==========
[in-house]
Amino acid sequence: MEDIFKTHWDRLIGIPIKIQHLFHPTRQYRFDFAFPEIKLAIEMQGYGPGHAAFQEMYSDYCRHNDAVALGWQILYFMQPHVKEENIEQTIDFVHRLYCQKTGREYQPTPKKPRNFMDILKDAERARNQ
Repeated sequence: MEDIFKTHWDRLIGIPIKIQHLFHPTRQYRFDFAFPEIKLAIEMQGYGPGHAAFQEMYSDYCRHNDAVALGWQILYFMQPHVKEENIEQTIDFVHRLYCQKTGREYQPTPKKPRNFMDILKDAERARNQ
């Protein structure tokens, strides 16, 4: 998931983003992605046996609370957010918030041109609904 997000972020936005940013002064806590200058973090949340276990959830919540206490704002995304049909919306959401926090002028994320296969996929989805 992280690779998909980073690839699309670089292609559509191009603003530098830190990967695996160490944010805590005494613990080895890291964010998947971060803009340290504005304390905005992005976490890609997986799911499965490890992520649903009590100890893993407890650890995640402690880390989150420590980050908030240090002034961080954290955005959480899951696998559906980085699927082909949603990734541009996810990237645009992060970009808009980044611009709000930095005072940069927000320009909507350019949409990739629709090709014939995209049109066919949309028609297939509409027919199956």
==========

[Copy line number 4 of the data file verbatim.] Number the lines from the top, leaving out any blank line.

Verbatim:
């Protein structure tokens, strides 16, 4: 998931983003992605046996609370957010918030041109609904 997000972020936005940013002064806590200058973090949340276990959830919540206490704002995304049909919306959401926090002028994320296969996929989805 992280690779998909980073690839699309670089292609559509191009603003530098830190990967695996160490944010805590005494613990080895890291964010998947971060803009340290504005304390905005992005976490890609997986799911499965490890992520649903009590100890893993407890650890995640402690880390989150420590980050908030240090002034961080954290955005959480899951696998559906980085699927082909949603990734541009996810990237645009992060970009808009980044611009709000930095005072940069927000320009909507350019949409990739629709090709014939995209049109066919949309028609297939509409027919199956």